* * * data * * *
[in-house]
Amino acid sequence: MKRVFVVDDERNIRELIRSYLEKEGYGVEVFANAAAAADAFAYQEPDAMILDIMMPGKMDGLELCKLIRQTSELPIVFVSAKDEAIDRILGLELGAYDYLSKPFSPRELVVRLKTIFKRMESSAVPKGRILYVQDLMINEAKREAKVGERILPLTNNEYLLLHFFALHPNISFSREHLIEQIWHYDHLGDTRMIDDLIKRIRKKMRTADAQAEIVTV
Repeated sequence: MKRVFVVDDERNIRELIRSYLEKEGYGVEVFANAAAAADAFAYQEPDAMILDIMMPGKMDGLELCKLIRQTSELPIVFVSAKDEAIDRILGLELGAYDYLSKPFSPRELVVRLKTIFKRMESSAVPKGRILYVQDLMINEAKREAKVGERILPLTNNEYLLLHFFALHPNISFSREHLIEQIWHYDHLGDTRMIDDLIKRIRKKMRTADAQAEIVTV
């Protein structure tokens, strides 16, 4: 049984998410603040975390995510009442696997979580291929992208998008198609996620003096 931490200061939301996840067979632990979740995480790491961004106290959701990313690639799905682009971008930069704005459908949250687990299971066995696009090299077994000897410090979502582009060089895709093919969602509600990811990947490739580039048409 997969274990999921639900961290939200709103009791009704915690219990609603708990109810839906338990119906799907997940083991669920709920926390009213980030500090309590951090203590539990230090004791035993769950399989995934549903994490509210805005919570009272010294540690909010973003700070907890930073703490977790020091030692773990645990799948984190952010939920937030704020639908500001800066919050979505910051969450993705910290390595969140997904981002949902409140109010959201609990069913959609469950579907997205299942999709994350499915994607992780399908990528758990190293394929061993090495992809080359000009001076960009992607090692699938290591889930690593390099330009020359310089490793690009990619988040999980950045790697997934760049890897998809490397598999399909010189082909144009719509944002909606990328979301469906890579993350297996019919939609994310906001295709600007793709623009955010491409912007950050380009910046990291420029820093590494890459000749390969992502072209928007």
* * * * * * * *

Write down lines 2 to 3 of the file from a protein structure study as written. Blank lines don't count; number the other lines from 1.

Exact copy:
Amino acid sequence: MKRVFVVDDERNIRELIRSYLEKEGYGVEVFANAAAAADAFAYQEPDAMILDIMMPGKMDGLELCKLIRQTSELPIVFVSAKDEAIDRILGLELGAYDYLSKPFSPRELVVRLKTIFKRMESSAVPKGRILYVQDLMINEAKREAKVGERILPLTNNEYLLLHFFALHPNISFSREHLIEQIWHYDHLGDTRMIDDLIKRIRKKMRTADAQAEIVTV
Repeated sequence: MKRVFVVDDERNIRELIRSYLEKEGYGVEVFANAAAAADAFAYQEPDAMILDIMMPGKMDGLELCKLIRQTSELPIVFVSAKDEAIDRILGLELGAYDYLSKPFSPRELVVRLKTIFKRMESSAVPKGRILYVQDLMINEAKREAKVGERILPLTNNEYLLLHFFALHPNISFSREHLIEQIWHYDHLGDTRMIDDLIKRIRKKMRTADAQAEIVTV